And you thought the bonuses were the worst part of the AIG bailout. If you happen to oppose Forest City Ratner’s Atlantic Yards project, it turns out that there might be bigger fish to fry, as the gang over at Develop Don’t Destory Brooklyn are blaming the bailout for helping to keep the notoriously nascent project afloat.
In a press release, DDDB argues that because AIG paid $8.5 billion of its $170 billion federal bailout to Barclays, and Barclays is paying $400 million to Ratner for the naming rights of the arena, Ratner is therefore receiving $400 billion from the federal government. DDDB’s Dan Goldstein put it thusly:
Why are TARP bailout funds flowing through AIG to a British bank to Cleveland-based Forest City Enterprises for a billion dollar arena in Brooklyn? Why are federal taxpayers being forced to pay for Barclays’ marketing scheme? There is no justification for it, especially as TARP funds are supposed to spur banks to start lending again, rather than prop up activities such as the Barclays-Ratner boondoggle. The federal bailout of AIG was not intended to assist Barclays in hyping its brand in Brooklyn, or to help them slap their logo, for 20 years, no less, on a basketball arena already heavily dependent on city, state and federal subsidies.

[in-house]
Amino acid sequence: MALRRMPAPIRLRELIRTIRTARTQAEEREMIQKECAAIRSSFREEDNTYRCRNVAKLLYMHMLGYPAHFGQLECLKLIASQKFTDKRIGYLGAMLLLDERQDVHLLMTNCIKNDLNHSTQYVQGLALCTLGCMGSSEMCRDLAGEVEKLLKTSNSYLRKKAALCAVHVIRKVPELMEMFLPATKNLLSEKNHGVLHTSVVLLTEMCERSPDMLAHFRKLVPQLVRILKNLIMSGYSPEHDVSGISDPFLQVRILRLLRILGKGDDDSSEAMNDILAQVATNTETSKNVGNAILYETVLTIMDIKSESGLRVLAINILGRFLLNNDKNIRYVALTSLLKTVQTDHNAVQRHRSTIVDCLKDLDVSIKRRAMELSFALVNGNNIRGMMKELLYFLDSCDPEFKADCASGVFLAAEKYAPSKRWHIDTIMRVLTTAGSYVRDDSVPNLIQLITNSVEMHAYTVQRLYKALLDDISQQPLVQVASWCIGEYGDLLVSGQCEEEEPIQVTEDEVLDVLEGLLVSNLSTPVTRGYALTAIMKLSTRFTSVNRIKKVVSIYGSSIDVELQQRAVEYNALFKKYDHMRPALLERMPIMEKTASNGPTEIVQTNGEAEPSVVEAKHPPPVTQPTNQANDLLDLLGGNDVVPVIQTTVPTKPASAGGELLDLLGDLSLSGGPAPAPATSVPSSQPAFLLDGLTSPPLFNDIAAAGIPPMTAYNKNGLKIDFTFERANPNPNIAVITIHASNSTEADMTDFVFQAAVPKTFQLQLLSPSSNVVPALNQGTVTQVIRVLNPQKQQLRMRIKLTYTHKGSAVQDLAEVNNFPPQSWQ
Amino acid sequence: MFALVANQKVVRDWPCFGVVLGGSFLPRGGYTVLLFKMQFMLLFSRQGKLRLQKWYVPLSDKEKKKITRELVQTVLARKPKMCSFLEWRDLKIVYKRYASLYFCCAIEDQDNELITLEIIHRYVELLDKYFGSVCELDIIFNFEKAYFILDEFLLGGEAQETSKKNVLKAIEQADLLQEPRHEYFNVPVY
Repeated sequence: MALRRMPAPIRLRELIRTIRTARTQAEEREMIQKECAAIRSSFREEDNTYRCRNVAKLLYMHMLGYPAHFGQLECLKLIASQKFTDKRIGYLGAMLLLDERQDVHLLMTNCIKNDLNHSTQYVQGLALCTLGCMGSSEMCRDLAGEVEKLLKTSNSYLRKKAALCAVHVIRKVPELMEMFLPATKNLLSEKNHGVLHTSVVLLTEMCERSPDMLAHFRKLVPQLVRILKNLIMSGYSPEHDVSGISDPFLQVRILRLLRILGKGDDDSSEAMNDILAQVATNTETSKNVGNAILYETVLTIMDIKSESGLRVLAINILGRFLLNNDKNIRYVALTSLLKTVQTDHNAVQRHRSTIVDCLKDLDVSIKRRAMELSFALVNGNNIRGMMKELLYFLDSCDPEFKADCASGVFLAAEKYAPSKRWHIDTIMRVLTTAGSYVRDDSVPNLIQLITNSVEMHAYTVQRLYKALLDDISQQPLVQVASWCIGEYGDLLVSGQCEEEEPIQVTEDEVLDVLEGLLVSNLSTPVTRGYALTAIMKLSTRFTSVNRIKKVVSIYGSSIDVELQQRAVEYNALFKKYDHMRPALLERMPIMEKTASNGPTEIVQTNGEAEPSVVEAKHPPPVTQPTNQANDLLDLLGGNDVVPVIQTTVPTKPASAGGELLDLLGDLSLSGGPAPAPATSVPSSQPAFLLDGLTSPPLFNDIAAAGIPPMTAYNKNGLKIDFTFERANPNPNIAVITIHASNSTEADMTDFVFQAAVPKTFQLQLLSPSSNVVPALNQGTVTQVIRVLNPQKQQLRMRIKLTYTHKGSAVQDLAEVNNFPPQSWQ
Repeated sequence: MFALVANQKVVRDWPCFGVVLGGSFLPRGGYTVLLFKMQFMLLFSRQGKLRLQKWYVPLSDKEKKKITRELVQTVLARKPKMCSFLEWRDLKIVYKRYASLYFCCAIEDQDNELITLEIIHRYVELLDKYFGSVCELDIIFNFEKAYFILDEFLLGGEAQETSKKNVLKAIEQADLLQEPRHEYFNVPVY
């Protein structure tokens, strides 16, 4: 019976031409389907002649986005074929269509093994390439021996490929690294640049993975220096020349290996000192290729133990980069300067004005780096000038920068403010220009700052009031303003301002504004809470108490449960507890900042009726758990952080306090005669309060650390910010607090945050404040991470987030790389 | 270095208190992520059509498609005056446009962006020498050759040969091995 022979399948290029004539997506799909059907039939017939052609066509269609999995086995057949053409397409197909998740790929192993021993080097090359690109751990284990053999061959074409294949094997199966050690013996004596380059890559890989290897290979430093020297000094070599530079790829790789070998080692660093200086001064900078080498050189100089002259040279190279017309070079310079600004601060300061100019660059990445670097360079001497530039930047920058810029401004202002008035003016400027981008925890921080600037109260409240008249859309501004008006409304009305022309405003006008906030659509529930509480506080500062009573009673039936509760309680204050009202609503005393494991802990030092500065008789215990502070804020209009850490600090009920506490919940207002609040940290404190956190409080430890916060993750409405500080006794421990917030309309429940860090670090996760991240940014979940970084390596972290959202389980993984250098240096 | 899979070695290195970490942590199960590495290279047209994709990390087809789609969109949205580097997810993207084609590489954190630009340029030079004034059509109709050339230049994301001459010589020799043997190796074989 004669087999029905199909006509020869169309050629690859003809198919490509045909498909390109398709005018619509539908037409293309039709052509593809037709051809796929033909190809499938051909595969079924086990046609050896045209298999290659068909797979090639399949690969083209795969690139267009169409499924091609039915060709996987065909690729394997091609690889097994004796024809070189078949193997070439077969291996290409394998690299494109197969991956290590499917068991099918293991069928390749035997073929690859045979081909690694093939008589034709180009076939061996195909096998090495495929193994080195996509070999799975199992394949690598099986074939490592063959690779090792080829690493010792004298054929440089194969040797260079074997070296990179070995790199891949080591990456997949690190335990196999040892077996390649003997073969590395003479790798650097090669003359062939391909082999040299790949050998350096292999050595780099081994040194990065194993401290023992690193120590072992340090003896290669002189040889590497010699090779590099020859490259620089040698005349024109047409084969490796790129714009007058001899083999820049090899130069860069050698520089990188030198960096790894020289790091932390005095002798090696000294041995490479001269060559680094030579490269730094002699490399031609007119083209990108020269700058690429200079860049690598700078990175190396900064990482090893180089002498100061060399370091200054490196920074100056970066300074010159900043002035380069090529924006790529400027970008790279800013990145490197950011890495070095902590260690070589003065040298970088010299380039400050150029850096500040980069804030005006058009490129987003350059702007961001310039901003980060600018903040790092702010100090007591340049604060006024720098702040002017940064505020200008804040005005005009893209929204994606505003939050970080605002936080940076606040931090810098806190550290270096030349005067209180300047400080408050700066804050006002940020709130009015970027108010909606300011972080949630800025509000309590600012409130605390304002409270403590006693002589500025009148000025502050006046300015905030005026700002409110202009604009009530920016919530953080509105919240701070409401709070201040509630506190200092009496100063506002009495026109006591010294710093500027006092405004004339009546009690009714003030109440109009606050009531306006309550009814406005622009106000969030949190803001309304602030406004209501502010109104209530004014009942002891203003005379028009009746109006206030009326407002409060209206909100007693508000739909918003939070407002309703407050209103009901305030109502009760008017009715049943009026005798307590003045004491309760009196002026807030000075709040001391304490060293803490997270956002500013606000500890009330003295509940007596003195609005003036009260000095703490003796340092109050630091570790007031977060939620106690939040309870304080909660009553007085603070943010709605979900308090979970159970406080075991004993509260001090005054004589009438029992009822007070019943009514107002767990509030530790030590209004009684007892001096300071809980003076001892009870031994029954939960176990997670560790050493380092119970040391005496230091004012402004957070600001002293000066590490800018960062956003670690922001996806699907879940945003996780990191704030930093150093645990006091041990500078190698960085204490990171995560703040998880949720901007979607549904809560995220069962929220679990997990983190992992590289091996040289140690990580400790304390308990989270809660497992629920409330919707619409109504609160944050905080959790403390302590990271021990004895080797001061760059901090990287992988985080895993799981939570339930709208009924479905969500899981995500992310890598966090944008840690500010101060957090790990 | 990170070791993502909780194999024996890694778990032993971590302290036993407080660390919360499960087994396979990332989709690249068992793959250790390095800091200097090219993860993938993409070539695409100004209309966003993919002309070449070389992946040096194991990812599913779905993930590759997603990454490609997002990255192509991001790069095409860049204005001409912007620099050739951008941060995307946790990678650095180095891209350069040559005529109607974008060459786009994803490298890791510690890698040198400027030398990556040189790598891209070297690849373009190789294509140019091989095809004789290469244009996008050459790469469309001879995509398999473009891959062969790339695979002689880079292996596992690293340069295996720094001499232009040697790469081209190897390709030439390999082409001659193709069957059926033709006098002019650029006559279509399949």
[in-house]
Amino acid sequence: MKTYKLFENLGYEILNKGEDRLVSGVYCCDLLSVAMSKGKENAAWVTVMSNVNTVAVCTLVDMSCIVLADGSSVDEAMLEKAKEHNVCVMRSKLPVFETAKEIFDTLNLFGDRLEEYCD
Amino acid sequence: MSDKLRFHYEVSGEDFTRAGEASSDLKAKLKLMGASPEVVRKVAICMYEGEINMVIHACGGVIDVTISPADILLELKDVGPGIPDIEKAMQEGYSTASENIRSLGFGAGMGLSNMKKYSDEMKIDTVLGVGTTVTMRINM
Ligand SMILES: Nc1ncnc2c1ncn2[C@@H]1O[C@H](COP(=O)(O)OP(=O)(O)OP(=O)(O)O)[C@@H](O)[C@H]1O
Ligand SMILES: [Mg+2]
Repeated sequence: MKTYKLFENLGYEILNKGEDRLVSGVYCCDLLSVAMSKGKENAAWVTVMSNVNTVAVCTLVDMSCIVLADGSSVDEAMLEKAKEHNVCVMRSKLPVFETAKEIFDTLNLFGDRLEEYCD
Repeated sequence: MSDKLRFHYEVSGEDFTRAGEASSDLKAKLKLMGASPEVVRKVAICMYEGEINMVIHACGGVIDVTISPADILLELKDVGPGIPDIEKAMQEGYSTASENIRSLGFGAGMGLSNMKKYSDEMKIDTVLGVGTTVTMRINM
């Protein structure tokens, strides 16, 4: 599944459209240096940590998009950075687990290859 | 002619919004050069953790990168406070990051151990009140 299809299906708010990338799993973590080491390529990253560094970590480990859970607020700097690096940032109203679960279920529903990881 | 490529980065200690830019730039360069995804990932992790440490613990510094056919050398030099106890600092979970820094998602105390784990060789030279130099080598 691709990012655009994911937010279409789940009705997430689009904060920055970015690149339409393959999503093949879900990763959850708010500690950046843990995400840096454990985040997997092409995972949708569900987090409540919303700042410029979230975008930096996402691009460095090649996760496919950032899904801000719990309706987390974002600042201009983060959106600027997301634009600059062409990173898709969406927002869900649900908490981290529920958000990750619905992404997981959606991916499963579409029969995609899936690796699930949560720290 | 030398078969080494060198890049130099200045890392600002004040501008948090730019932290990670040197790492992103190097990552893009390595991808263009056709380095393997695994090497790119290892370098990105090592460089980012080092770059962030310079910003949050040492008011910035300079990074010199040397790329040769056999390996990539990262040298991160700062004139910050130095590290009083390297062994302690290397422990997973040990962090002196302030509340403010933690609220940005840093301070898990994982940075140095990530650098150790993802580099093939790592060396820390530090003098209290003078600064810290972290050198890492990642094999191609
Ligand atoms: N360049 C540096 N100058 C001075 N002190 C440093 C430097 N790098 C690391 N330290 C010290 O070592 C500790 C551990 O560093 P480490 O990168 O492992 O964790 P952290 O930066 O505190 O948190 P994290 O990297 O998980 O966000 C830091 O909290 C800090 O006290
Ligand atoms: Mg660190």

UPDATE: Then again, we’ve been wrong before. Both the Bergen County Record and Daily News look into the bailout connection, which seems to pass their smell test. News columnist Juan Gonzalez connects the dots:
For those who have forgotten, Barclays is the bank that agreed back in 2007 to pay $400 million in a 20-year naming rights deal for Forest City Ratner’s proposed new basketball arena in Brooklyn.
Last November, in the midst of a world financial meltdown, and with prospects for Ratner’s Atlantic Yards project looking bleaker than ever, Barclays reaffirmed its intention to spend that $400 million for what is essentially vanity advertising.
So just around the time Barclays receives $8.5 billion from AIG’s bailout package, the British firm decides to go forward with its naming rights deal in Brooklyn.
If it ever gets built, we should call it the American Bailout Arena, for the old ABA, where the Nets got their start.
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